Monday, January 22nd, 2018

The Talk 101: Safer Sex

Posted on March 09, 2015 in Perspectives
By USM Free Press

This segment focuses on safer sex methods and prevention of sexually transmitted diseases. Let me begin by explaining why we say safer sex instead of safe: When having sex, there is no way to be 100% free of risk of transmission of sexually transmitted infections (STIs from here on out), so there is no such thing as safe sex. But don’t panic! Safer sex is great and there are lots of ways to reduce your risk! Risk of spread of STIs can be reduced by use of a barrier method to prevent passage of either vaginal or seminal fluid during sex acts, or acts that involve fluid exchange can be avoided. For some people, exchange of seminal fluid can also mean risk of pregnancy, so barriers are beneficial in that way too. If you’re not down for a barrier method, remember that you can have an intimate evening with someone just kissing, caressing, or mutually masturbating (where you’re only exposed to your own fluids) to reduce risk of STI transmission. Someone can contract or spread an STI regardless of orientation, and if they’re practicing safer sex, the number of encounters or partners, and the type of sex should make little difference in risk.

Pregnancy prevention is a hot topic, so I won’t spend too long discussing this one. For people who are having sex that may result in pregnancy, there are many, many birth controls to choose from. However, remember that if you’re using a birth control method that requires no barrier, safer sex that reduces risk of STI transmission requires a barrier.

I’m sure we all know at least some STIs: bacterial vaginosis, chlamydia, genital herpes, gonorrhea, hepatitis, HPV, HIV, scabies, yeast infections, etc. More information on specific infections are just a Google search away, but remember that most are curable, and those that are not (including genital herpes, hepatitis, and HIV) have symptoms that can be treated and make the condition more comfortable. The best treatment is prevention, and the use of barriers will certainly decrease your risk. The aim is to prevent the spread of seminal fluid, vaginal fluid, or blood from one partner to another; It’s important to remember specific higher risk activities require specific precautions. For example, anal sex is more likely to result in a tear and bleeding than vaginal sex, and so use of a condom and extra lube are important. Blood is sometimes exchanged either as a consequence of a sexual activity or intentionally during BDSM encounters or during rough sex, so proper medical aftercare is important as well as preemptive methods to avoid exchange of fluids. Sex toys, if shared between partners or moving between one orifice to another, can give the opportunity for transmission, so use barriers like condoms on toys, or disinfect toys that can be cleaned; not all can be completely disinfected, so be sure to do some research on proper cleaning and storage for the type of toy used. The internet and local sex shops like Nomia can help with answer questions about toys.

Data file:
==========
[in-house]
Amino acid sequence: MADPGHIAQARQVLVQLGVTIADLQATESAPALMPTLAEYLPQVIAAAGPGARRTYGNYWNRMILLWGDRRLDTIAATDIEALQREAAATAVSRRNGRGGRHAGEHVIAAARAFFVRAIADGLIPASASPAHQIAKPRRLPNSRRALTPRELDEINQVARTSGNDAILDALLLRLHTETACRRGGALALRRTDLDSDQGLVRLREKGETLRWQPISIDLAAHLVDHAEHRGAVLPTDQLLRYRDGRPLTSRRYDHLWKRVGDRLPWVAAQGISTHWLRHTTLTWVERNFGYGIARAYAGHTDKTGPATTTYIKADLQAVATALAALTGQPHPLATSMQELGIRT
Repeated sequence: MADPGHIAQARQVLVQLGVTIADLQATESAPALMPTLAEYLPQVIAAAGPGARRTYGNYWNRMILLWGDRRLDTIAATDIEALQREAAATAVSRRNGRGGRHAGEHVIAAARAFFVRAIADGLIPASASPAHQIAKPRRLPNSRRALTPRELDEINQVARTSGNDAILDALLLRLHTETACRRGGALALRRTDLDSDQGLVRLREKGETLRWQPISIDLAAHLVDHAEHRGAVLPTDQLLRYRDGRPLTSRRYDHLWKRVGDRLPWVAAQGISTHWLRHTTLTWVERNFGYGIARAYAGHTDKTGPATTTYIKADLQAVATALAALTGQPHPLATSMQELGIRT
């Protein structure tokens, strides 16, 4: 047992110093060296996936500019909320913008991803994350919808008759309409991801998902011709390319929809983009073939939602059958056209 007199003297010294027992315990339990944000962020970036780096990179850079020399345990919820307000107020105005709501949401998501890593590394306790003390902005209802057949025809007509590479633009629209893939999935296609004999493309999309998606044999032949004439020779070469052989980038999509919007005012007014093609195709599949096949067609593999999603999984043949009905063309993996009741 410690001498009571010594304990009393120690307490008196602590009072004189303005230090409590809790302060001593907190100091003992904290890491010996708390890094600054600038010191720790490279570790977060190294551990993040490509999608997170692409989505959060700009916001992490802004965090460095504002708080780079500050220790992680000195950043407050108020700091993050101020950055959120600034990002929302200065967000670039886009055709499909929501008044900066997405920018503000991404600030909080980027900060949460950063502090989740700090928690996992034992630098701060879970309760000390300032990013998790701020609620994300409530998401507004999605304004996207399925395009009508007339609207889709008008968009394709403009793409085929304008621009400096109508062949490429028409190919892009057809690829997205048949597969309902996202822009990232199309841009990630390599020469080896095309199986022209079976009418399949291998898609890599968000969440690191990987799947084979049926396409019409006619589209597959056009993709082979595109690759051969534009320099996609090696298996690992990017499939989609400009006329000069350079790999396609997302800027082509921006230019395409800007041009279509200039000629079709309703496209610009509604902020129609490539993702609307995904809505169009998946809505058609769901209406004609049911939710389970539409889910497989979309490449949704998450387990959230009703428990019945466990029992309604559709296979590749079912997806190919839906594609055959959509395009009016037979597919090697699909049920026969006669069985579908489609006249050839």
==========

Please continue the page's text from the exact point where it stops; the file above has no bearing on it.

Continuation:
For oral to vaginal or anal sex, you can use a barrier method called a dental dam, or cut a condom to create a sheet of latex to keep a distance. Those allergic to latex can find alternatives at most pharmacies and sex shops. Male condoms are very common for use during oral sex performed on a penis, and for vaginal or anal sex; “Female” condoms are similar, but are inserted into the vagina or anus instead of placed on the penis. When performing sex acts manually on any genitalia or anus, gloves are a way to protect yourself fluid contact if you have cuts on your hands; remember that there are STIs that can be spread through skin-to-skin contact (scabies, herpes) as well.

Protecting yourself does not only mean using barriers; you can get vaccinated for hepatitis A, and B, and for HPV. Get yourself and your partners tested and have any infections treated as soon as possible. If you’re in a polyamorous relationship or causal relationship with multiple people, be honest and clear about who is sharing or not sharing fluids. Remember that because we’re all at risk regardless of orientation, we should be taking steps to prevent STIs for ourselves, and for our partners.

  • Micheal Roben

    Hepatitis B wanted to destroy me, but with the help of Dr. ARIBA from Edo State Nigeria I escaped the death that was on my way, Dr.ARIBA is a great herbalist that treats and cure all manner of diseases like HIV, Cancer, Syphilis, Hepatitis B, all types of Cancer, Gonorrhea, etc contact him today and he will help you solved your problem, contact him via draribaspelltemple@gmail.com or dr.aribaspelltemple@outlook.com

    Website: http://great-drariba.webs.com

  • Micheal Roben

    Hepatitis B wanted to destroy me, but with the help of Dr. ARIBA from Edo State Nigeria I escaped the death that was on my way, Dr.ARIBA is a great herbalist that treats and cure all manner of diseases like HIV, Cancer, Syphilis, Hepatitis B, all types of Cancer, Gonorrhea, etc contact him today and he will help you solved your problem, contact him via draribaspelltemple@gmail.com or dr.aribaspelltemple@outlook.com

    Website: http://great-drariba.webs.com

  • Micheal Roben

    Hepatitis B wanted to destroy me, but with the help of Dr. ARIBA from Edo State Nigeria I escaped the death that was on my way, Dr.ARIBA is a great herbalist that treats and cure all manner of diseases like HIV, Cancer, Syphilis, Hepatitis B, all types of Cancer, Gonorrhea, etc contact him today and he will help you solved your problem, contact him via draribaspelltemple@gmail.com or dr.aribaspelltemple@outlook.com

    Website: http://great-drariba.webs.com

  • Learn more about how to have safe sex with stds, check http://www.sexwithherpes.org please.